Thanksgiving, celebrated on the fourth Thursday of November since 1941 by federal law, has been an annual tradition in the United States since 1863, brought about by the proclamation of the President and by state law since the Founding Fathers of the United States. Traditionally, Thanksgiving was a celebration of the blessings of the year, including the harvest. On Thanksgiving Day, it is common for Americans to share family dinners, attend church services, and watch special sporting events. In addition, Thanksgiving is celebrated in public places with parades like Macy's Thanksgiving Parade in New York City, ABC Dunkin 'Donuts Thanksgiving Day Parade in Philadelphia, America's Hometown Thanksgiving Parade in Plymouth, Massachusetts, McDonald's Thanksgiving Parade in Chicago, and Bayou Classic Thanksgiving Parade in New Orleans. What Americans call the "Christmas season" generally begins with Thanksgiving. The first day after Thanksgiving - Black Friday - marks the start of the Christmas shopping season.
Similarly named holidays
The harvest festival is a popular German Christian festival on the first Sunday in October. The festival has an important religious component and many churches are decorated with autumn fruits. Religious processions or parades take place in some places. Many Bavarian beer festivals such as the Munich Oktoberfest take place in the vicinity of the Thanksgiving day.
Labor Thanksgiving Day (勤 労 感謝 の 日, Kinro Kansha no hello ) is a national holiday in Japan. It takes place annually on November 23rd. The public holiday law, passed during the American occupation after World War II, cites it as an occasion to commemorate work and production and to thank one another. It has roots in the ancient Shinto harvest ceremony ( Niiname-sai (新 嘗 祭)).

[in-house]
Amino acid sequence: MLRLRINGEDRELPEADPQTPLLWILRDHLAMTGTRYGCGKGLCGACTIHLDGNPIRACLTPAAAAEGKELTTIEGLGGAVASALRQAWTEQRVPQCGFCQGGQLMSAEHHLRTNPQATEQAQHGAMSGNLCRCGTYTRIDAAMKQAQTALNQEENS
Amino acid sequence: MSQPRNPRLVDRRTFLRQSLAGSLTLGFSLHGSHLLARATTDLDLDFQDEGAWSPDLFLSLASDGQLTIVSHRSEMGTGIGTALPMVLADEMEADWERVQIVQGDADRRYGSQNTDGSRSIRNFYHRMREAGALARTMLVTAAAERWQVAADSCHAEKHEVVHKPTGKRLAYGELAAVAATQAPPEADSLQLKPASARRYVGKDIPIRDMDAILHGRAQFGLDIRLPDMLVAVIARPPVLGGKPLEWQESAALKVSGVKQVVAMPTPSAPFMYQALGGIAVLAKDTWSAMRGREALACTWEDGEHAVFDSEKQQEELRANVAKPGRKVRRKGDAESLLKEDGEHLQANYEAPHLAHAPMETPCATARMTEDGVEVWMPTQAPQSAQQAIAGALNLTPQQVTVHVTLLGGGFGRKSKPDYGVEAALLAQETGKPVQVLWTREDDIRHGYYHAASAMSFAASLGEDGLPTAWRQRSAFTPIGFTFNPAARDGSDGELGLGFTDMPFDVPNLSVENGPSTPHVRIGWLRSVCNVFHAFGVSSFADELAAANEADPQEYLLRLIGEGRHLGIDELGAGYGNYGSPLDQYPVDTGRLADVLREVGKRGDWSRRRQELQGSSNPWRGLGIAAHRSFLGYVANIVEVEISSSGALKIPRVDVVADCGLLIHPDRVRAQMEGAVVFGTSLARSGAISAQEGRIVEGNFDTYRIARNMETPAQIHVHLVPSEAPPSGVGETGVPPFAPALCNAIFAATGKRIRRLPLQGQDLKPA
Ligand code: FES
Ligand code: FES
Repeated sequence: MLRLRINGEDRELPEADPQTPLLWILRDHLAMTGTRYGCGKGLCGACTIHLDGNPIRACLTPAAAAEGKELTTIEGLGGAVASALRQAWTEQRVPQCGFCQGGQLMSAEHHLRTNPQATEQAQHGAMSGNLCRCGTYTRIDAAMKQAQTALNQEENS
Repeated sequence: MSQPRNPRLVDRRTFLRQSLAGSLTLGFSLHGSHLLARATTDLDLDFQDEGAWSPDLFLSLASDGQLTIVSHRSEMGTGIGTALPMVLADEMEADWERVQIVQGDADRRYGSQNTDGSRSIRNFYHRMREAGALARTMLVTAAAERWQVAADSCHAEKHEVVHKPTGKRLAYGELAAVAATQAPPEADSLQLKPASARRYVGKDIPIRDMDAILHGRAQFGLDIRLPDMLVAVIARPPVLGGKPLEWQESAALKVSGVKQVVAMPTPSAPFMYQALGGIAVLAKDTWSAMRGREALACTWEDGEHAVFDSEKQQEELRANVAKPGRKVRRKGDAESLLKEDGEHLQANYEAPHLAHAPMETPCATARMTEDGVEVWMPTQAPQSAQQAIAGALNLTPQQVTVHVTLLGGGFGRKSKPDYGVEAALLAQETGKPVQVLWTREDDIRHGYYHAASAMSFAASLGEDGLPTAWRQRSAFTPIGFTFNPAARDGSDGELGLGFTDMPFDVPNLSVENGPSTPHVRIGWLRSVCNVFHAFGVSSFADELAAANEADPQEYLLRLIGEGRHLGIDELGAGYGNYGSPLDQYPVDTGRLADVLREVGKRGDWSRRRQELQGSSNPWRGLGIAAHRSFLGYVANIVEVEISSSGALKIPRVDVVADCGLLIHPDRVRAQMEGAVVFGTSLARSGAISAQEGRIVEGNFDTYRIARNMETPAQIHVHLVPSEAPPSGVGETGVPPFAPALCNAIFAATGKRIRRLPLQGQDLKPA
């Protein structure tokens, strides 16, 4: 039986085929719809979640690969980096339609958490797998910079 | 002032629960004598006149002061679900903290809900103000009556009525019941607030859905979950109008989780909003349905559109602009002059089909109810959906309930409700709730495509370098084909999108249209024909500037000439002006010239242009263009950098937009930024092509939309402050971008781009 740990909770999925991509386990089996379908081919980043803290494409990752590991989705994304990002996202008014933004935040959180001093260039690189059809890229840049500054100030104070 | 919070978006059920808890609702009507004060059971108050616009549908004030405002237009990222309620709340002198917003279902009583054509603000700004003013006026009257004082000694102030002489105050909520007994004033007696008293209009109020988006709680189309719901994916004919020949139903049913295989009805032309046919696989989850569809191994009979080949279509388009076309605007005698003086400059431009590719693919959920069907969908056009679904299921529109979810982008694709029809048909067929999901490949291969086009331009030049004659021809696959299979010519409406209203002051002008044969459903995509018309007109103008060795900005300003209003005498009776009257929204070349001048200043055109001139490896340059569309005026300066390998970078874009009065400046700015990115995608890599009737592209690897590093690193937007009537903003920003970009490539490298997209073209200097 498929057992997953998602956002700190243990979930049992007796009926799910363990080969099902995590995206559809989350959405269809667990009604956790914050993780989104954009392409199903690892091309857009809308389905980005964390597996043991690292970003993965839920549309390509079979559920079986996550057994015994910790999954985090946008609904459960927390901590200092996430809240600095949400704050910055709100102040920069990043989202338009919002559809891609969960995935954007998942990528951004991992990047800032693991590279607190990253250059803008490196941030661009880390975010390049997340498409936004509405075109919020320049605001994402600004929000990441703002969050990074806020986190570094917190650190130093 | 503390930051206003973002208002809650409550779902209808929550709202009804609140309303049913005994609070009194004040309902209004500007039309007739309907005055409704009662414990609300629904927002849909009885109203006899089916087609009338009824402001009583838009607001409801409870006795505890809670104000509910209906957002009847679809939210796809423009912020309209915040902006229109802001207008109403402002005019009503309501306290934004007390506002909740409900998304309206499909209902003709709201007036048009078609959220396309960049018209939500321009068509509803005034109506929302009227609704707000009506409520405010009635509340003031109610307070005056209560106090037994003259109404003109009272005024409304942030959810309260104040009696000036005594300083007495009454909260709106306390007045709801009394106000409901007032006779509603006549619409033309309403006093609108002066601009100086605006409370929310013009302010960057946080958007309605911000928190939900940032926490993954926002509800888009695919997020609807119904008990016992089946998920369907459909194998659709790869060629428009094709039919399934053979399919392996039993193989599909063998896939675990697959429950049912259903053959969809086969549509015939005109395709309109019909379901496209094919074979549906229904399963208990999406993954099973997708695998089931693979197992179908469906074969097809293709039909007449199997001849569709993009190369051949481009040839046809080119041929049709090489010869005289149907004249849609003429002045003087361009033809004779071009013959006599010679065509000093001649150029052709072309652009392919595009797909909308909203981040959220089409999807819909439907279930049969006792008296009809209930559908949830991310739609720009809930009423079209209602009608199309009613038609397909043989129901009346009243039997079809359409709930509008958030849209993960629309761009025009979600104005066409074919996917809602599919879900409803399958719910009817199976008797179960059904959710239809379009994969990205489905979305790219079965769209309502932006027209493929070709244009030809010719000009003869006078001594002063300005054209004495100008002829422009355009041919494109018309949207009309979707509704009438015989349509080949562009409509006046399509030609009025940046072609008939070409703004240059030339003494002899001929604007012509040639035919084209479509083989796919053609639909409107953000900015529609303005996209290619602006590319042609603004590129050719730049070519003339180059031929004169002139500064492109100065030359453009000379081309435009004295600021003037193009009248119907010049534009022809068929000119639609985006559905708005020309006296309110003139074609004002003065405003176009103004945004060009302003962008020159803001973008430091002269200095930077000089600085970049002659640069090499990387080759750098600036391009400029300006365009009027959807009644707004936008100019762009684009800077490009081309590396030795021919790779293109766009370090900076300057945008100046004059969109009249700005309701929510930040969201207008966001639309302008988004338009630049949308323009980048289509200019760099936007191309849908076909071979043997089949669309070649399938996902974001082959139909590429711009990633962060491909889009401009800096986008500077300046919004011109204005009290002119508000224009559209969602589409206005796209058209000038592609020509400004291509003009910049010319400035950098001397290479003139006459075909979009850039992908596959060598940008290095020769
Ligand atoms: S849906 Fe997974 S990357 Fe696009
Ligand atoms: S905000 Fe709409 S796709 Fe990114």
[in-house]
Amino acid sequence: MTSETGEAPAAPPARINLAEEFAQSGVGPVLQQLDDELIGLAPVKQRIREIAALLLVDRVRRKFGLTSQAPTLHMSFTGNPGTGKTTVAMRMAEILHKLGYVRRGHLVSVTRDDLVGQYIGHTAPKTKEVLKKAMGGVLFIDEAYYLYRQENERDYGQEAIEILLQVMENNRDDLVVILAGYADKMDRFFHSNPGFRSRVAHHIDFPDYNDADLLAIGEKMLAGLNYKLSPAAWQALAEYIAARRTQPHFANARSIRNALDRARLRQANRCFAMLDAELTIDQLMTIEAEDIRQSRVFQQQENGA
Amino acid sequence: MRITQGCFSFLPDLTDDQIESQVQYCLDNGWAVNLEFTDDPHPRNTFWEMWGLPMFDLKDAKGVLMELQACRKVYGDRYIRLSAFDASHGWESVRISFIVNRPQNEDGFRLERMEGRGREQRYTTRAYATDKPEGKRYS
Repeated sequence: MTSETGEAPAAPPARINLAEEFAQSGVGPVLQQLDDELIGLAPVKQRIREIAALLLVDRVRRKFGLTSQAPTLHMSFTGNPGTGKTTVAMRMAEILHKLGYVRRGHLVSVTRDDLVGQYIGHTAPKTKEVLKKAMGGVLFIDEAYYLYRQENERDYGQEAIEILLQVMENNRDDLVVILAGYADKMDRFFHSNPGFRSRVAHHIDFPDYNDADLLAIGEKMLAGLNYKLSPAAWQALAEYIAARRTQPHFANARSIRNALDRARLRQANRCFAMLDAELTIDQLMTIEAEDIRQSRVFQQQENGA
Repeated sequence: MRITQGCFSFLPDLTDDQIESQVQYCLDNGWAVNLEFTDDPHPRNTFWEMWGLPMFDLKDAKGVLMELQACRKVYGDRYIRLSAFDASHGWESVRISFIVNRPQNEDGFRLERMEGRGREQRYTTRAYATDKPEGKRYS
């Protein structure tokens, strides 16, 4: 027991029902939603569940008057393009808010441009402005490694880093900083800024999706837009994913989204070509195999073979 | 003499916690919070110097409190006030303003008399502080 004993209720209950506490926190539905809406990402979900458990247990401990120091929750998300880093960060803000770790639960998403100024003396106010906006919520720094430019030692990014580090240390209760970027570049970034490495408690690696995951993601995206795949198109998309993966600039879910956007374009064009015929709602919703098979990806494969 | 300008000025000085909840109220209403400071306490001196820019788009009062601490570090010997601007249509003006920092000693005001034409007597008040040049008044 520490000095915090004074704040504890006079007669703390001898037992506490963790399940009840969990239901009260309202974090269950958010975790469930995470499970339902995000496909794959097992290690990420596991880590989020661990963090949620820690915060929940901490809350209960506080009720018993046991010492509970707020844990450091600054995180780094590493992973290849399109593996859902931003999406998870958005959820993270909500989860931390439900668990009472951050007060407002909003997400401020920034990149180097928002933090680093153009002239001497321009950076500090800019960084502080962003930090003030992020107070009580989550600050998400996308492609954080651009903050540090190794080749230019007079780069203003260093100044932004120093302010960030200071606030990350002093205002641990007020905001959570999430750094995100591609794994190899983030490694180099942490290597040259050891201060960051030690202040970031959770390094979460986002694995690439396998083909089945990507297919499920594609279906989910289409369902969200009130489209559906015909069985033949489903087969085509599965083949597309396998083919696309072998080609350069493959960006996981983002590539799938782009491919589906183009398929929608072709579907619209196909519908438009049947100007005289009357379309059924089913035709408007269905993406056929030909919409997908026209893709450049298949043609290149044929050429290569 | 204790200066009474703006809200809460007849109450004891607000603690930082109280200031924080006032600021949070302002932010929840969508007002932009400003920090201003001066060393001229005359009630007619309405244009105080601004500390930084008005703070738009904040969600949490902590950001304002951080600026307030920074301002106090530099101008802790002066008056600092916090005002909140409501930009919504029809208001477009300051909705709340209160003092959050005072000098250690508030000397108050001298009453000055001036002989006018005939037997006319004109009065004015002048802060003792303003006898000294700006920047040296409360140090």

Thanksgiving Day Harvest Festival has no official date in the UK. However, it traditionally takes place on or near the Sunday of the harvest moon, which is closest to the autumnal equinox. Thanksgiving in Great Britain also has pre-Christian roots, when the Saxons offered fertility gods the first sheaf of barley, oats or wheat. When the harvest was finally gathered, the churches would gather for a harvest dinner. When Christianity first arrived in Britain, many traditions persisted and today the harvest festival is marked by churches and schools in late September / early October (like in Canada), where people sing, pray and decorate with baskets of food and fruit for one celebrate successful harvest and celebrate thank you. Typically, food is collected which is then given to local charities that help the homeless and needy.
- Baker, James W. (2009). Thanksgiving: the biography of an American holiday . UPNE. p. 273. ISBN.
- Pony, Jeremy D. "Thanksgiving on the Net: Roast Bull with Cranberry Sauce". Sail 1620 . Society of Mayflower Descendants in the Commonwealth of Pennsylvania. Archived from the original on November 2, 2012. Retrieved October 23, 2012.
- Colman, Penny (2008). Thanksgiving: the real story . Macmillan. p. 149. ISBN.
- Dow, Judy; Slapin, Beverly (June 12, 2006). "Deconstructing the Myths of" The First Thanksgiving ". Oyate.org. Archived from the original on November 29, 2010. Retrieved November 29, 2010.
- Hillstrom, Laurie Collier (2007). The Thanksgiving book: a companion to the holiday through its history, lore, ... Omnigraphics. p. 328. ISBN.
- Hodgson, Godfrey (2006). A great and divine adventure; The pilgrims and the myth of the first harvest festival . New York: Public Affairs. p. 212. ISBN.